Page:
- her former apartment manager told the TV news.

Alf and Ana drank tequila at the club until closing.

Ana wore a tight, green dress. Alf said she looked like a whore. 

Back at the apartment, the neighbors heard screams.

“The defense will prove she was a battered woman,” her lawyer told the press. 

She was too short when the stilettos came off but her feet ached.

She had to stand on tiptoe to reach him, for Christ’s sake.

Women are always losers in Texas.

Ana alleged: “He cursed in Swedish when he beat me.” 

She’d read Swedes beat their women in The Girl With The Dragon Tattoo.

In the early morning hours, Ana stabbed her lover thirty one times.

The stiletto heel fused to her fist.

When the police arrived Ana was covered in blood. 

In that green dress she looked like Christmas.

(CNN) -- It may have been a vicious murder or the unintentional result of a 
lover's quarrel. Either way, the death of a Texas college professor stands 
out for the weapon the killer allegedly used: one of her own stilettos.

First published in The Mas Tequila Review, 2015

Alexis Rhone Fancher is published in Best American Poetry 2016, Verse Daily, Plume, Rattle, Diode, Pirene’s Fountain, Tinderbox, Nashville Review, Wide Awake, Poets of Los Angeles and elsewhere. She’s the author of four poetry collections; How I Lost My Virginity To Michael Cohen and other heart stab poems, (2014), State of Grace: The Joshua Elegies, (2015), Enter Here, (2017), and Junkie Wife, (2018). Her photographs are published worldwide. A multiple Pushcart Prize and Best of the Net nominee, Alexis is poetry editor of Cultural Weekly. (Right:  Alexis Rhone Fancher in December of 2017.  Photo attributed to Angela Cohan)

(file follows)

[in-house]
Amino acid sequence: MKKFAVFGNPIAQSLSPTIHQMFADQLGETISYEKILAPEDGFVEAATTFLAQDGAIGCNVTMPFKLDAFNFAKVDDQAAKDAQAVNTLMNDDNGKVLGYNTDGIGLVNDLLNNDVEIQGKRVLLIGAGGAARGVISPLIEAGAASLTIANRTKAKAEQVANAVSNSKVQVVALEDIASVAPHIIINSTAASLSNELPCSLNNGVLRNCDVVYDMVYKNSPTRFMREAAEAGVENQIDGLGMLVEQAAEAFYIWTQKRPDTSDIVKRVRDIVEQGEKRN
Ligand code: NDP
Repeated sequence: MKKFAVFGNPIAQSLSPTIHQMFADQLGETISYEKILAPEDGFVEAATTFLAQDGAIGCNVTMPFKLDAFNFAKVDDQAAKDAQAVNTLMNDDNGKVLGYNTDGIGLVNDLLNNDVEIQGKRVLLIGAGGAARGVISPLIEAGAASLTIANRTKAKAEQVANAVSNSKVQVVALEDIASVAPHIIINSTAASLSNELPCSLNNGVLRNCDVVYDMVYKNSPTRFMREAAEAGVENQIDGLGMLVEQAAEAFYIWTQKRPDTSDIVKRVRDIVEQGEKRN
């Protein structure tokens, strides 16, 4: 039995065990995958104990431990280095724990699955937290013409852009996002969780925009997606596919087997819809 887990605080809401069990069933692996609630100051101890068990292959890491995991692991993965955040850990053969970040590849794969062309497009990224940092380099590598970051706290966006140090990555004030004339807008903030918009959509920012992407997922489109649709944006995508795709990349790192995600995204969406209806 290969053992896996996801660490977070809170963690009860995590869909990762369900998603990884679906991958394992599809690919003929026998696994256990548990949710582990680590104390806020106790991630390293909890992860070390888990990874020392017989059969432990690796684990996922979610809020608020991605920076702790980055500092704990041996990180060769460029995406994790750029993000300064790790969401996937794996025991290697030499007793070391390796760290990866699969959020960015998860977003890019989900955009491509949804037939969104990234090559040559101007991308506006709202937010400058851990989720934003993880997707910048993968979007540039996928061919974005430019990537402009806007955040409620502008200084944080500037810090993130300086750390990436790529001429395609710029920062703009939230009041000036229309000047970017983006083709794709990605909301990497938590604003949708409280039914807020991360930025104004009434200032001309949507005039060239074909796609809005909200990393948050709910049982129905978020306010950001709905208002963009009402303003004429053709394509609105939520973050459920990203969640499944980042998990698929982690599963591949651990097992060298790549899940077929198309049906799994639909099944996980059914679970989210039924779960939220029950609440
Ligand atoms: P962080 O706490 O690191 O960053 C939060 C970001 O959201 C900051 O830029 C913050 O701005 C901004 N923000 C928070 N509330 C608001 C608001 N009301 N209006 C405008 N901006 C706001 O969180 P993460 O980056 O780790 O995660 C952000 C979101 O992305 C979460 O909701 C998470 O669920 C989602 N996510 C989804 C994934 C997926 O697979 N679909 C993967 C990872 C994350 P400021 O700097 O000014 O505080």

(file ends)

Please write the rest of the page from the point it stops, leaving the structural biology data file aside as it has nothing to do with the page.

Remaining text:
001  December 29, 2017
Margo Berdeshevksy’s “12-24”

002  January 08, 2018
Alexis Rhone Fancher’s “82 Miles From the Beach, We Order The Lobster At Clear Lake Café”

003 January 12, 2018
Barbara Crooker’s “Orange”

004 January 22, 2018
Sonia Saikaley’s “Modern Matsushima”

005 January 29, 2018
Ellen Foos’s “Side Yard”

006 February 03, 2018
Susan Sundwall’s “The Ringmaster”

007 February 09, 2018
Leslea Newman’s “That Night”

008 February 17, 2018
Alexis Rhone Fancher “June Fairchild Isn’t Dead”

009 February 24, 2018
Charles Clifford Brooks III “The Gift of the Year With Granny”

010 March 03, 2018
Scott Thomas Outlar’s “The Natural Reflection of Your Palms”

011 March 10, 2018
Anya Francesca Jenkins’s “After Diane Beatty’s Photograph “History Abandoned”

012  March 17, 2018
Angela Narciso Torres’s “What I Learned This Week”

013 March 24, 2018
Jan Steckel’s “Holiday On ICE”

014 March 31, 2018
Ibrahim Honjo’s “Colors”

015 April 14, 2018
Marilyn Kallett’s “Ode to Disappointment”

016  April 27, 2018
Beth Copeland’s “Reliquary”

017  May 12, 2018
Marlon L Fick’s “The Swallows of Barcelona”

018  May 25, 2018

019  June 09, 2018
Alexis Rhone Fancher’s “Stiletto Killer. . . A Surmise”

020 June 16, 2018
Charles Rammelkamp’s “At Last I Can Start Suffering”

021  July 05, 2018
Marla Shaw O’Neill’s “Wind Chimes”

022 July 13, 2018
Julia Gordon-Bramer’s “Studying Ariel”

023 July 20, 2018
Bill Yarrow’s “Jesus Zombie”

024  July 27, 2018
Telaina Eriksen’s “Brag 2016”

025  August 01, 2018
Seth Berg’s (It is only Yourself that Bends – so Wake up!”

026  August 07, 2018
David Herrle’s “Devil In the Details”